In the interest of accurate information, it is important to look at everything that may be a negative influence on achieving this goal. In a May 2012 article entitled, “The Ongoing Challenge of Accurate Genomic Evaluations” Brian VanDoormal (CDN) points out those things that make precision targeting harder to achieve:

  • Non-random usage
  • MACE evaluations
  • Parent Average less accurate when the parents are foreign
  • Estimating unbiased proofs for foreign sires
  • High priced foreign proven sire semen used on higher quality females in higher quality herds.
  • Differential treatment adds to bias of non-random usage
  • Non-random usage of elite progeny proven sires
  • Non-random usage of high ranking genomic young bulls

VanDoormaal goes on to report that, “ CDN is actively researching methods to reduce or eliminate such biases and to better incorporate MACE evaluations of foreign sires and bull dams into Canadian genomic estimations and officially published proofs.” He emphasizes, “One immediate area of importance being researched is the development of methods to reduce bias in evaluations for foreign sires and bull dams.”

GENETIC EVALUATION ACCURACY: A Hard Target with Collateral Benefits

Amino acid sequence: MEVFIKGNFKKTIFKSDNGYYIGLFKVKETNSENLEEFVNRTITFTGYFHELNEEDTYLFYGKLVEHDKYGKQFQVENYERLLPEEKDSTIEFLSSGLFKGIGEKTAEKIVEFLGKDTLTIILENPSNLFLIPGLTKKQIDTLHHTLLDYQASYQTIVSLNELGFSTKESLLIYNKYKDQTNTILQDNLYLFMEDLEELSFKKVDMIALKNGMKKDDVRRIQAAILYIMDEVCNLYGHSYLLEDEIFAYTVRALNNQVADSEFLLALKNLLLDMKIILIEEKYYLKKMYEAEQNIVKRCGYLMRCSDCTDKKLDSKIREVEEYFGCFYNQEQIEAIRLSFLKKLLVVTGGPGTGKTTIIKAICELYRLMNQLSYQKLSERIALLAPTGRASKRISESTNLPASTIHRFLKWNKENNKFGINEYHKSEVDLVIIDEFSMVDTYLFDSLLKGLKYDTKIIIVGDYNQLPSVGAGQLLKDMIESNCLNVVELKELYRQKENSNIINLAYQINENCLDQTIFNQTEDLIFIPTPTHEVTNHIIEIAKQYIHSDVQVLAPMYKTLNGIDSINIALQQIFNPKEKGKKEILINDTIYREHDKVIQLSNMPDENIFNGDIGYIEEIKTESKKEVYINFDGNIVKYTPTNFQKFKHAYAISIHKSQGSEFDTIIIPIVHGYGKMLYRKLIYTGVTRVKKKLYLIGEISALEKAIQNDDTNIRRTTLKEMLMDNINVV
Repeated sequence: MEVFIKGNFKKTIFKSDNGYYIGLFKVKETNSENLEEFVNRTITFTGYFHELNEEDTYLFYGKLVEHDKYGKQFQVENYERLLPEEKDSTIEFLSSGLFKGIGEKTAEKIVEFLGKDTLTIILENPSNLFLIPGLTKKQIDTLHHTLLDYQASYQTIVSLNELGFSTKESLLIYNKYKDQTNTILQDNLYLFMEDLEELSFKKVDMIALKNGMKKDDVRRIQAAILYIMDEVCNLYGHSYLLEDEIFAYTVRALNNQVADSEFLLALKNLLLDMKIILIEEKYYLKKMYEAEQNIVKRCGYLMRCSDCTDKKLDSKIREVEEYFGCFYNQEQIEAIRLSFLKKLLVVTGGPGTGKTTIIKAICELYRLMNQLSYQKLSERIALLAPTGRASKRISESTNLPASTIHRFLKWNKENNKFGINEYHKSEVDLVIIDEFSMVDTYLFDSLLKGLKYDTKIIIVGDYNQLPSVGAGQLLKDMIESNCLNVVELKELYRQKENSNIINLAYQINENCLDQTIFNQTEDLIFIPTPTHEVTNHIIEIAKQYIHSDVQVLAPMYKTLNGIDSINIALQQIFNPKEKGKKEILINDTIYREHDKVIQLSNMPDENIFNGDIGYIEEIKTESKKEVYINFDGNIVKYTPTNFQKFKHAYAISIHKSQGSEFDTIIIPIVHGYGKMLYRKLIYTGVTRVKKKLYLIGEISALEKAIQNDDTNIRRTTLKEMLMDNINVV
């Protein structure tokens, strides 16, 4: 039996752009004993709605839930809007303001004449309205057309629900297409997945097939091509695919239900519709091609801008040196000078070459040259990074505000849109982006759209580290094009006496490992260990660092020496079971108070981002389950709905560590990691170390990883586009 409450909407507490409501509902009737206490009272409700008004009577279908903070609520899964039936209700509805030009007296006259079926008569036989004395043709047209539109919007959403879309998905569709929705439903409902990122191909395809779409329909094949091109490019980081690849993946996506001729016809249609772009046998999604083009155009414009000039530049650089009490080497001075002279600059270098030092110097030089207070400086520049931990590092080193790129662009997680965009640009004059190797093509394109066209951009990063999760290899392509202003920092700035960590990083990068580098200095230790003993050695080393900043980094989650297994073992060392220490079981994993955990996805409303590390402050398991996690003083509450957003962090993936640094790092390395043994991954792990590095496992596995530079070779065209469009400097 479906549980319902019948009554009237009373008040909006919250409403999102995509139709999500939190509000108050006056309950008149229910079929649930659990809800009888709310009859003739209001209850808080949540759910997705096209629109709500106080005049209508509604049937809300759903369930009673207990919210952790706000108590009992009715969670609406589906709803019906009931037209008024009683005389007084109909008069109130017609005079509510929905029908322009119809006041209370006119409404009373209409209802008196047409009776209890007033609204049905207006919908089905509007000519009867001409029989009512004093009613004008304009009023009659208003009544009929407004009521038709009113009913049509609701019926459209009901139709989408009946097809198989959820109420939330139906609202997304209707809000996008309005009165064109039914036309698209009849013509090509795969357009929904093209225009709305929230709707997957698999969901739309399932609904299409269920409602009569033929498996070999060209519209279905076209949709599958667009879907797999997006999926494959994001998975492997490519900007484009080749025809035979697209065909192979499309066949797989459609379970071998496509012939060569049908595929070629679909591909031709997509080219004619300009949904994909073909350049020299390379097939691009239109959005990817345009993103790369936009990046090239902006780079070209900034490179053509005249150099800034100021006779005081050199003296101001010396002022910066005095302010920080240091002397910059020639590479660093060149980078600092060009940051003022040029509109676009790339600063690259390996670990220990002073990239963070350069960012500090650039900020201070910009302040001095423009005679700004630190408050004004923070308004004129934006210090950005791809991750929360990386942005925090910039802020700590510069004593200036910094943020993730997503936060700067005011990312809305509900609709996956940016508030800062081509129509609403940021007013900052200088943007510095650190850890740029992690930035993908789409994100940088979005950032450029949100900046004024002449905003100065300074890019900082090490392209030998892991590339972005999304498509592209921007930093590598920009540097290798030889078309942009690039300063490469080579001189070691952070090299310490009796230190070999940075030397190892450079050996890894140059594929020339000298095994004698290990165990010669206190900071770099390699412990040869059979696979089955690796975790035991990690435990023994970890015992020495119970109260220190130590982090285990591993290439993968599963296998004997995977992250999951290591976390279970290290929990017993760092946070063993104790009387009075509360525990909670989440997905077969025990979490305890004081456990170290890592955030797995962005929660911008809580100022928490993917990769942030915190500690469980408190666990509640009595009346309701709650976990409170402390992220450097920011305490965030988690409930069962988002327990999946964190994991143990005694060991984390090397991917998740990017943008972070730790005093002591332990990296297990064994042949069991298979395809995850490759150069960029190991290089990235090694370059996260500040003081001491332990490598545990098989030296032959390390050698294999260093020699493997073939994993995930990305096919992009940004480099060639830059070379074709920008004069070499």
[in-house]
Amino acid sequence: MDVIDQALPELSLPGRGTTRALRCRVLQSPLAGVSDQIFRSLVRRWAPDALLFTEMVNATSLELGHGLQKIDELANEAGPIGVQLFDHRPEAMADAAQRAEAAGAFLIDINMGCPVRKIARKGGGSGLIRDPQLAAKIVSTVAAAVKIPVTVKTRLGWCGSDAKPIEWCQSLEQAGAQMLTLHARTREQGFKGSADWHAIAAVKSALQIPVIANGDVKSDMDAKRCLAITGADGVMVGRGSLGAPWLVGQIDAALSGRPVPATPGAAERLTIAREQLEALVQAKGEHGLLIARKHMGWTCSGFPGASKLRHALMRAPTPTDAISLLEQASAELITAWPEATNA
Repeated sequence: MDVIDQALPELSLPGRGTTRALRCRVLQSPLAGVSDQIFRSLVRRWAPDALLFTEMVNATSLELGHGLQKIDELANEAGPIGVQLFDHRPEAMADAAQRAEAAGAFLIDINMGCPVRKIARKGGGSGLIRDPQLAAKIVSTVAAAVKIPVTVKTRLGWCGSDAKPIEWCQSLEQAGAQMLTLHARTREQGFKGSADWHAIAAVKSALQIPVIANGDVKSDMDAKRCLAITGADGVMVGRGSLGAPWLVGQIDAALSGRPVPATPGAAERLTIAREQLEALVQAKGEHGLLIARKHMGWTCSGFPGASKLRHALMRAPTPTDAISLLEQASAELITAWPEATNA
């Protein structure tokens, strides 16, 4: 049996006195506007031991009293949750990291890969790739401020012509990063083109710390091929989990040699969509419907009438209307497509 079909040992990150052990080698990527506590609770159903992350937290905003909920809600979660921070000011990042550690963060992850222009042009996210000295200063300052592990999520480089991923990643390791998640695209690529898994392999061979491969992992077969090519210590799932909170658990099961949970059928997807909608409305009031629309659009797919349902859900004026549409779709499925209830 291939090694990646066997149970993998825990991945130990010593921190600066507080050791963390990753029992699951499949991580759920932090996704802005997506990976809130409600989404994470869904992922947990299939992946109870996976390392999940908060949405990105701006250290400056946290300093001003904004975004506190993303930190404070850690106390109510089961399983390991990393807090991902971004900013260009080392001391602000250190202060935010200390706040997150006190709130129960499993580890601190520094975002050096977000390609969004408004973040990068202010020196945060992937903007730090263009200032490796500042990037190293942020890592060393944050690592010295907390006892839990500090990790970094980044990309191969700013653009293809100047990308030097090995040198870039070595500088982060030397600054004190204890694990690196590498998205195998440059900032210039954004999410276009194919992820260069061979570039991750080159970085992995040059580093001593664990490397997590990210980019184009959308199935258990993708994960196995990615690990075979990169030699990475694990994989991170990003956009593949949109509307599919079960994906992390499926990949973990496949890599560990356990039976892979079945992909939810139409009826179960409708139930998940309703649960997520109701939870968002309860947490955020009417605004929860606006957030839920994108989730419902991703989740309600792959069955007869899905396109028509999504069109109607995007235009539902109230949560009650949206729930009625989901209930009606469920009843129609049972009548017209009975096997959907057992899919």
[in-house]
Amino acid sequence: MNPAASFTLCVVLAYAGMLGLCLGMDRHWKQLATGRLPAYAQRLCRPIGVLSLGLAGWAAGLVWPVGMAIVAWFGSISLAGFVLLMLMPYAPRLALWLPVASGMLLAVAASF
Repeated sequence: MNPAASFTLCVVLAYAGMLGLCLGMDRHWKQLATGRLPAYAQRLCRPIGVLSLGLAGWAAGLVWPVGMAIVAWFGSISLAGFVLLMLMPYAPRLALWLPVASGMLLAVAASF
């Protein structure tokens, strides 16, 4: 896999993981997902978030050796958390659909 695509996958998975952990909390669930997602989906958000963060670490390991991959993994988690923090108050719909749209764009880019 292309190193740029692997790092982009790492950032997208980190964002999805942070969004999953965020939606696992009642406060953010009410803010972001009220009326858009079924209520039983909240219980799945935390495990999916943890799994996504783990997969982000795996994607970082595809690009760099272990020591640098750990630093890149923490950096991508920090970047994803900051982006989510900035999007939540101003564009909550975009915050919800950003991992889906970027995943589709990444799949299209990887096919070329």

Each step that increases accuracy increases the trust that breeders can place in the information.  In fine tuning genetic evaluations we benefit from increased accuracy in predicting other traits that previously we didn`t have data on: calf health; fertility; resistance to disease; specific components of milk; hoof health.

Not only has the arrival of genomics changed how genetic evaluations are calculated but it has also significantly changed male and female selection strategies by A.I. companies and breeders as well as semen usage trends by producers. Even breeders who do not use AI will benefit from genomics because they will have available to them bulls that test genomically high but that were not selected for AI.  Previously there was a wider range of bulls sampled at great expense.  With genomics, the entire gene pool of sires is being much more accurately identified for their genetic merit.